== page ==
stockmarket

Global markets end 2021 near record highs; oil heads for biggest jump since 2009 – business live





The City of London skyline as seen from London Bridge this week

The City of London skyline as seen from London Bridge this week Photograph: Thomas Krych/SOPA Images/REX/Shutterstock

Good morning, and welcome to our rolling coverage of the world economy, the financial markets, the eurozone and business.

It’s the final trading day of the year, and what a year it’s been.

It began with the GameStop drama, when retail investors piled into meme stocks and battled hedge funds. It was dominated by the pandemic, with vaccines allowing economies to reopen,…and new Covid-19 variants leading to travel restrictions, lockdowns, and supply chain disruption.

Equity markets rallied, as corporate profits held up. Commodities surged, pushing up firms’ costs.

Central banks continued to stimulate their economies through the year, lifting markets, before persistently high inflation forced some to change tack.




How inflation rose through 2021

How inflation rose through 2021 Photograph: Moneyfarm

The upshot – Britain’s blue-chip FTSE 100 index has gained over 14% as it recovered its losses early in the pandemic, one of its best peformances in the last 20 years.

Today is a half-day session, so we’ll have the final score by lunchtime.

Frankfurt and Tokyo wrapped things up yesterday, with Germany’s DAX gaining 16% and Japan’s Nikkei up 4.9% to its highest year-end finish since 1989.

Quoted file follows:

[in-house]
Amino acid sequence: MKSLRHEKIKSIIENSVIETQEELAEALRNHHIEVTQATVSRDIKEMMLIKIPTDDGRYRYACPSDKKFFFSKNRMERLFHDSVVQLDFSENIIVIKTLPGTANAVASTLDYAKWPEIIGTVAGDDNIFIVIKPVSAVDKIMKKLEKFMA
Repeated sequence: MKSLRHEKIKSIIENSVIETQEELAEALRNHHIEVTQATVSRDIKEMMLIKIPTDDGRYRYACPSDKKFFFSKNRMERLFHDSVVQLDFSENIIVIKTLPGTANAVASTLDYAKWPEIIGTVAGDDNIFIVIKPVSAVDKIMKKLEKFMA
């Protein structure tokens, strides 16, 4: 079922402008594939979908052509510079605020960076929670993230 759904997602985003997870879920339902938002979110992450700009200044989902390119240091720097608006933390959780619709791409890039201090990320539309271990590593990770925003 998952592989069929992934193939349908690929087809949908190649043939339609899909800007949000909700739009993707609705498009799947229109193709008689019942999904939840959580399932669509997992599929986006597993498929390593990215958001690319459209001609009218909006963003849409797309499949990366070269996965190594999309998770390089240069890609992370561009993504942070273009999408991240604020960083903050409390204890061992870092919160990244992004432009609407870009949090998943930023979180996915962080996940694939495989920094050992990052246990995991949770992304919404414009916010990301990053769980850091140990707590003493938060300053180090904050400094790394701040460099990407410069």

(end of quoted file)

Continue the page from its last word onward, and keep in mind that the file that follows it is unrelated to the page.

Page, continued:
Holger Zschaepitz
(@Schuldensuehner)

#Germany‘s Dax index ends year w/16% gain, best year since 2019 and almost double the long-term avg performance of 8.5%. And it was a very quiet year for Dax investors. Dax Index’s largest pullback was just over 7%. pic.twitter.com/1YeWJPxShi


December 30, 2021

Wall Street has had a corker of a year, with the S&P 500 index up around 27%, with mega-tech companies driving gains.

2021 has been an excellent year for equity returns, says Richard Flax, CIO at digital wealth manager Moneyfarm.


The second half of the year has seen a little more volatility than the first half – thanks largely to the Omicron variant causing uncertainty – but the likes of the US, Europe and Japan have seen strong growth.

Butm the situation is a little different for emerging markets and the Asia-Pacific region, Flax adds:


EM recorded negative performance in 2021, with the problems really starting in early summertime.

The primary reason for this dip in performance is China – the two principle issues affecting the largest economy of the bunch are the resurgence of Covid-19 and some disappointing economic growth figures. The Chinese government’s crackdown on large tech companies has also had an impact on the country’s ability to perform economically.

We’ll be tracking the action through the final day of the year, and looking ahead to 2022.





READ SOURCE

Leave a Reply

This website uses cookies. By continuing to use this site, you accept our use of cookies.